Only 8 states have laws that both protect the rights of victims of fatal drunk driving crashes and ensure jail time for offenders
WASHINGTON — In January 2019, a judge in Idaho sentenced a man who had a blood alcohol concentration nearly three times the legal limit when he struck and killed a woman crossing the road to probation. In Minnesota during July of that year, a driver with a BAC of .08 who killed a woman out for a walk had to spend 150 days in a county workhouse after pleading guilty to criminal vehicular homicide. And this February, a Colorado man who pleaded guilty to vehicular homicide while under the influence of drugs and alcohol in the death of his girlfriend got eight years of community corrections – instead of the prison time the victim’s family asked for.
While most states have passed laws legally protecting the rights of crime victims, drunk drivers who kill may face mandatory jail time in just 14 states, Mothers Against Drunk Driving (MADD) announced today in recognition of National Crime Victims’ Rights Week. Only eight states have laws that both protect the rights of victims of fatal drunk driving crashes and ensure that these offenders serve some jail time. Additionally, sentences in drunk driving death cases can be dramatically disparate, according to a look at 100 sentences handed down to impaired drivers who killed between January 2019 and March 2020. For example, in cases where a drunk driver caused one death, sentences ranged from no jail time to 26 years. As the number of fatalities rise in drunk driving crashes, so too does the average length of the sentence, although even these can vary by decades.
“MADD advocates on behalf of DUI victims and calls on judges and prosecutors to treat these cases like the violent crimes that they are,” said MADD National President Helen Witty, whose 16-year-old daughter, Helen Marie, was killed by an alcohol- and marijuana-impaired driver in 2000. “The data tells us that although we have made significant progress, we still have a long way to go when it comes to protecting victims’ rights and recognizing drunk driving as a crime – not an accident or a mistake.”
MADD kicked off National Crime Victims’ Rights Week on Facebook Monday with a conversation between Witty and National Manager of Victim Services Viri Medellin, who talked about the services victims of drunk driving receive free of charge and the rights of those impacted by these 100% preventable crimes. MADD is honoring victims and survivors this week with stories on social media, daily virtual candlelight vigils, interviews with victims and survivors, a memorial rock garden and a virtual celebration of life, in addition to other activities.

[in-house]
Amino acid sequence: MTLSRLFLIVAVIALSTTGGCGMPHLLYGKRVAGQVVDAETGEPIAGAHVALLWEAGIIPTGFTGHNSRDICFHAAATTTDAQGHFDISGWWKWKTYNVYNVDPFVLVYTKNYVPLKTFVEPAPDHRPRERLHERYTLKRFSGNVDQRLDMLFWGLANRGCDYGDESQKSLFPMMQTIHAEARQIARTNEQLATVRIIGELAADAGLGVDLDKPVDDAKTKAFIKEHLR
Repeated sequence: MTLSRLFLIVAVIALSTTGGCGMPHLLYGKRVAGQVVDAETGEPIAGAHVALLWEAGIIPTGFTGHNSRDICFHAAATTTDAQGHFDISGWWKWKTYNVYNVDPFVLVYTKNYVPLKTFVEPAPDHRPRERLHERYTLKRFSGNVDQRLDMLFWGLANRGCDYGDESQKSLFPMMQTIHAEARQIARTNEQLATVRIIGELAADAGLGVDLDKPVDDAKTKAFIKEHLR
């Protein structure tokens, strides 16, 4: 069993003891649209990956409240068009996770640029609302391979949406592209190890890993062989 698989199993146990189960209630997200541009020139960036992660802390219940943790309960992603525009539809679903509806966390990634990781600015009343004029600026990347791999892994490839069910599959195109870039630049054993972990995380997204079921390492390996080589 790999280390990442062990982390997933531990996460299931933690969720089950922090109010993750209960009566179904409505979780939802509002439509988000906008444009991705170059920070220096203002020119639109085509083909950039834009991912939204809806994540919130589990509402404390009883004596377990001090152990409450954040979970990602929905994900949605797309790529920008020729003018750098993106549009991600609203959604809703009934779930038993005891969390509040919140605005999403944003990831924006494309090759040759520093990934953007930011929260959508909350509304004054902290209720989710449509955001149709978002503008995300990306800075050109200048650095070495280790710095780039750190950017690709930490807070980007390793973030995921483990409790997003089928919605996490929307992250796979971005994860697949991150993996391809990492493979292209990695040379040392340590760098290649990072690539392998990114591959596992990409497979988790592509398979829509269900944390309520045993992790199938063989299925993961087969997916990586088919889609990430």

Each year, National Crime Victims’ Rights Week promotes victims’ rights and services for all crimes. This year’s theme – Seek Justice, Ensure Victims’ Rights, Inspire Hope – commemorates people and organizations whose advocacy has pushed the victims’ rights movement forward over the last 50 years.
Victim advocacy is a cornerstone of MADD, which has served nearly 1 million victims free of charge since it was founded by a grieving mother 40 years ago. MADD has also advocated for changes to the drunk driving law, including the minimum 21 drinking age law that has saved nearly 32,000 lives, a national standard of .08 BAC for driving under the influence and ignition interlocks for drunk driving offenders.
“In addition to passing lifesaving legislation and advocating for victims’ rights, MADD has helped change the culture around drunk driving,” Witty said. “Thanks to MADD, it is simply no longer acceptable to drink and drive. Still, we’re not there yet. While drunk driving deaths have fallen by half since MADD’s founding 40 years ago, it continues to kill more than 10,000 people a year and remains the No. 1 killer on our nation’s roads. These aren’t accidents. These are sudden, violent crimes. They end lives. They destroy families. They create a ripple effect that can last for a generation. The change is permanent. I can attest to that.”